On Thursday, the British people will have the chance to embrace—or reject—a new voting system.
In 1986, the New Republic asked its readers to send in examples of boring headlines. Once they responded, Michael Kinsley noted that a “favorite genre of boring headline is the one gravely informing you that a development you weren’t aware of and don’t care about has reversed itself.” Examples included the reassuring “University of Rochester Decides to Keep Name,” the entirely expected “Dramatic Changes Fail to Materialize on Hill,” the apparently meaningless “Nepal Premier Won’t Resign,” and the downright poignant “Surprises Unlikely in Indiana.”
Nevertheless, in the very same week that, according to estimates by the experts at the Daily Show, “trillions” of journalists have descended on London in order to report on something totally unimportant that did happen, namely the Royal Wedding, here’s my headline:
Historic Voting Reform Unlikely in UK
(important thing probably won’t happen very far away)
Now, I haven’t given up hope—that people will read this article, or that the Yes on AV campaign will beat the odds (literally: they were 11/2 at Ladbrokes last I checked) and prevail. But things aren’t looking too good.
Let’s back up. The United States has only two political parties of any real size, and, despite Ross Perot, a few remaining Naderites, and occasional media freak-outs about Michael Bloomberg, is unlikely to develop a third anytime soon. Many countries, particularly those with parliamentary systems (as opposed to the U.S., which has an executive/legislative system), have many parties of various sizes, and governments are usually or always formed by coalitions of several of these parties.
The U.K. has always been an odd in-between case. It has a parliamentary system, and in theory hung parliaments—situations in which no single party has an outright majority, in the British case more than half of the 650 seats at Westminster—are possible in every single election. But in practice, the voters have returned a hung parliament only three times since the Parliament Act of 1911, the revolutionary bill passed by the Liberal Party which came close to fully democratizing Britain and stripping peers in the House of Lords, many hereditary, of most of their remaining powers. (They can still slow down bills, notoriously the ban on fox-hunting championed by Tony Blair, but can be overruled.)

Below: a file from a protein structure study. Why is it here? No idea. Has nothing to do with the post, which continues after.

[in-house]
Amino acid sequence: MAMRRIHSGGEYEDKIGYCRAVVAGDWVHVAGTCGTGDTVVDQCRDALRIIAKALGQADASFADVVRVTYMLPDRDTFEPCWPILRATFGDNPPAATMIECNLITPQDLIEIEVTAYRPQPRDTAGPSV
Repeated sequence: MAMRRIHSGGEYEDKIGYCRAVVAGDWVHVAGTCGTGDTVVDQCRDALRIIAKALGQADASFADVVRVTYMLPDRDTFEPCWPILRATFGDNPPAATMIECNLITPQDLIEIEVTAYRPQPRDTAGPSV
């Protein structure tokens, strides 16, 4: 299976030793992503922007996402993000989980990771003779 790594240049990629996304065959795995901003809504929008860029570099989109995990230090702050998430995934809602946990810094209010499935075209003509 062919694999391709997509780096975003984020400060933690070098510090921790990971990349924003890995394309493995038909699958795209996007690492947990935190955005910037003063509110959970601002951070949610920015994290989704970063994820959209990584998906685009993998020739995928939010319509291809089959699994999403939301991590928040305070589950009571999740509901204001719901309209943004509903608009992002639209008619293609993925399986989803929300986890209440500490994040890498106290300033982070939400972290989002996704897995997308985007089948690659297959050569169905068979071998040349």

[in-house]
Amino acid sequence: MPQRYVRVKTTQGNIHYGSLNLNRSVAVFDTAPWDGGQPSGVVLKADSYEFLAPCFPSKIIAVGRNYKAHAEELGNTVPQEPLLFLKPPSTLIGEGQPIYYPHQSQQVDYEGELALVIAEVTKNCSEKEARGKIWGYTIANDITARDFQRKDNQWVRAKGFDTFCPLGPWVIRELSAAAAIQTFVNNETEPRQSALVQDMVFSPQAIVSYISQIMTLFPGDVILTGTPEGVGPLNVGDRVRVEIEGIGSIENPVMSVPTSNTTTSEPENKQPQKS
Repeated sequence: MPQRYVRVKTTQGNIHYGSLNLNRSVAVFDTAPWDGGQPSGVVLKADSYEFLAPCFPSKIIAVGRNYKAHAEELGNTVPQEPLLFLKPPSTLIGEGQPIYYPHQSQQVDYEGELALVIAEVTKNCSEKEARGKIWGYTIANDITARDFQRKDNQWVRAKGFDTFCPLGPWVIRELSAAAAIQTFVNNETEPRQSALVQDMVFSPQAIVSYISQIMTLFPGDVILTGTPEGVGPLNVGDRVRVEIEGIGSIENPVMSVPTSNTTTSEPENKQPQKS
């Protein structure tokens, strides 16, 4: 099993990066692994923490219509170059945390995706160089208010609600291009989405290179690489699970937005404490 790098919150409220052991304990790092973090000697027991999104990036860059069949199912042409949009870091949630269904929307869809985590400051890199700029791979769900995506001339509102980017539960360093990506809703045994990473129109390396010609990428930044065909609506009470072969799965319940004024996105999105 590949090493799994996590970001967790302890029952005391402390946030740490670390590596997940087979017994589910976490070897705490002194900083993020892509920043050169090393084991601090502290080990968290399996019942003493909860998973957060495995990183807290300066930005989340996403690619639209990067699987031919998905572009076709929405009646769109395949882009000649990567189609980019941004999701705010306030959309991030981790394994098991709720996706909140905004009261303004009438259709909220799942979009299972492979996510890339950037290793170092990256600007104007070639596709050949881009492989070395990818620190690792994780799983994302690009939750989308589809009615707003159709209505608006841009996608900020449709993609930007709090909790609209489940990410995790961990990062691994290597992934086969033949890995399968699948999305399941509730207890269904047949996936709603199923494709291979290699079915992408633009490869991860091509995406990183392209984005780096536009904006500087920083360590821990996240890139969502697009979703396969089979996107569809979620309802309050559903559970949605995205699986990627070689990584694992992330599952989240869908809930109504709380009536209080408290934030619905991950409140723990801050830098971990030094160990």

So since the decline of the Liberal Party and its replacement by Labour as the leading party of the British Left, the Conservative and Labour parties have traded power in roughly the same way as Republicans and Democrats in the United States.
For most of this time, smaller parties have pushed for voting reforms that would allow them more seats and more power. The Liberal Party, which gradually morphed into the SDP-Liberal Alliance in the 1980s and then into the Liberal Democrats through the 1990s until today, seemed to most to be increasingly irrelevant. But after the chaotic election of 2010, the first to feature debates between the leaders of the three largest parties, the Liberal Democrats and their leader Nick Clegg—who exploded into the public consciousness following his first debate performance and was, now-infamously, dubbed “more popular than Churchill”—were forced into a coalition with the Conservatives in order to achieve a parliamentary majority.